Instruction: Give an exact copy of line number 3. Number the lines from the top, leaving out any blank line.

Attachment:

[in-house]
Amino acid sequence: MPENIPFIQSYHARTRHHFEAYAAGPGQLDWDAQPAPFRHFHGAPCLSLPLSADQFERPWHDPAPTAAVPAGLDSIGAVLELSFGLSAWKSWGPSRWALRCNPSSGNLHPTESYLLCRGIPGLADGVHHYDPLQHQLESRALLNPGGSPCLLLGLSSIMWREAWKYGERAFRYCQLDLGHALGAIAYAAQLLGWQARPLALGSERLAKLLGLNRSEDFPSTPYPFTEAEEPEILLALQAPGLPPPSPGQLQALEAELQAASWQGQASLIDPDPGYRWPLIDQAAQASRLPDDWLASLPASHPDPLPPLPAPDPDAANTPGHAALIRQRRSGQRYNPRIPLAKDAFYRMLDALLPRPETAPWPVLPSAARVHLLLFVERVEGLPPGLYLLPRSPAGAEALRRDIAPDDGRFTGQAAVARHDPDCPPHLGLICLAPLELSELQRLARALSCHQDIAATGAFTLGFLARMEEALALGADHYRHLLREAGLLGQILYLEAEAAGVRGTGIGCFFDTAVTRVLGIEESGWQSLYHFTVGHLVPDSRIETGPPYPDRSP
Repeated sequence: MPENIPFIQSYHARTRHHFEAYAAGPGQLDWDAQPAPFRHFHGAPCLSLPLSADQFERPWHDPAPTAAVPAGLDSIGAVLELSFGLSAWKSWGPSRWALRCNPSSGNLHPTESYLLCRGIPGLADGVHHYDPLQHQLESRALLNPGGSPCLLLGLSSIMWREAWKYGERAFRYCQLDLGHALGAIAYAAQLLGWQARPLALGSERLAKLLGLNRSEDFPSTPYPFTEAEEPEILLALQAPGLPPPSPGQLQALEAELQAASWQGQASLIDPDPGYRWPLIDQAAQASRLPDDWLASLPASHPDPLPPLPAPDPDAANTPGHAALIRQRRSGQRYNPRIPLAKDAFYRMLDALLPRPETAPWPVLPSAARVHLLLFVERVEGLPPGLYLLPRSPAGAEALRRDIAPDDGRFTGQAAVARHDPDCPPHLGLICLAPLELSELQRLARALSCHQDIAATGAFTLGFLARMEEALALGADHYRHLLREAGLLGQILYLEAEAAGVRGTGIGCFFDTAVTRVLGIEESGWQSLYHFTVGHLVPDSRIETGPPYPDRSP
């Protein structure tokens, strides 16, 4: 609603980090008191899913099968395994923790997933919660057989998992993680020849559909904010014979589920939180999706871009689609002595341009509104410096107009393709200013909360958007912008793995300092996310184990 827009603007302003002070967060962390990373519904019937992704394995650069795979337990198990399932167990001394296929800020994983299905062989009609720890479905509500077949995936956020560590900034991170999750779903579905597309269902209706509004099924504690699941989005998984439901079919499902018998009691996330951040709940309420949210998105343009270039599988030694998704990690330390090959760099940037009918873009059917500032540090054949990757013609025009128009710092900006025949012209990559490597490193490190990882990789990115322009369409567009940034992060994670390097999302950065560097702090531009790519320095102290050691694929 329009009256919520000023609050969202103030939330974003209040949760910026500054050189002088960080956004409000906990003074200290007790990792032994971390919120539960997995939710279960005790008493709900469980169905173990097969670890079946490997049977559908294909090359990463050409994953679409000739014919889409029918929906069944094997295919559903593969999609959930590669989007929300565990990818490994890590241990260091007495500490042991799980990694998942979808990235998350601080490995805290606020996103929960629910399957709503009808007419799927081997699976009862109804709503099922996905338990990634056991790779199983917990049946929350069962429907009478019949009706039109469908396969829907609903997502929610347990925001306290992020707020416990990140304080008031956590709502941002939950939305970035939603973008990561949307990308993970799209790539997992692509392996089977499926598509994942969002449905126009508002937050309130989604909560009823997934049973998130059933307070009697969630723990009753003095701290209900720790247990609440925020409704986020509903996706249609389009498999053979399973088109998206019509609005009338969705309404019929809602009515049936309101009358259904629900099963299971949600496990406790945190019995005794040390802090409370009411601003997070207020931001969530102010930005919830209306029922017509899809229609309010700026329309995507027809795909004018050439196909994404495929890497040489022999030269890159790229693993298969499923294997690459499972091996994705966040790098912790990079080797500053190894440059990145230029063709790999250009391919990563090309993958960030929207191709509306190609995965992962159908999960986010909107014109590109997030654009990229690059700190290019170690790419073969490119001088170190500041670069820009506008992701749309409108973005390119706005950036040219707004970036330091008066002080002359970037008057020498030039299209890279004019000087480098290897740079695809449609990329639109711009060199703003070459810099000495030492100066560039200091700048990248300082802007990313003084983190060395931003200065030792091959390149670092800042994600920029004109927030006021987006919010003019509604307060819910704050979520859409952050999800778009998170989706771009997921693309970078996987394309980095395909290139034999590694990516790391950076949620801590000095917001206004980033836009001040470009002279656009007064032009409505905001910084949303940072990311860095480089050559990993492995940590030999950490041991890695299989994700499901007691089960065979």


Repeated sequence: MPENIPFIQSYHARTRHHFEAYAAGPGQLDWDAQPAPFRHFHGAPCLSLPLSADQFERPWHDPAPTAAVPAGLDSIGAVLELSFGLSAWKSWGPSRWALRCNPSSGNLHPTESYLLCRGIPGLADGVHHYDPLQHQLESRALLNPGGSPCLLLGLSSIMWREAWKYGERAFRYCQLDLGHALGAIAYAAQLLGWQARPLALGSERLAKLLGLNRSEDFPSTPYPFTEAEEPEILLALQAPGLPPPSPGQLQALEAELQAASWQGQASLIDPDPGYRWPLIDQAAQASRLPDDWLASLPASHPDPLPPLPAPDPDAANTPGHAALIRQRRSGQRYNPRIPLAKDAFYRMLDALLPRPETAPWPVLPSAARVHLLLFVERVEGLPPGLYLLPRSPAGAEALRRDIAPDDGRFTGQAAVARHDPDCPPHLGLICLAPLELSELQRLARALSCHQDIAATGAFTLGFLARMEEALALGADHYRHLLREAGLLGQILYLEAEAAGVRGTGIGCFFDTAVTRVLGIEESGWQSLYHFTVGHLVPDSRIETGPPYPDRSP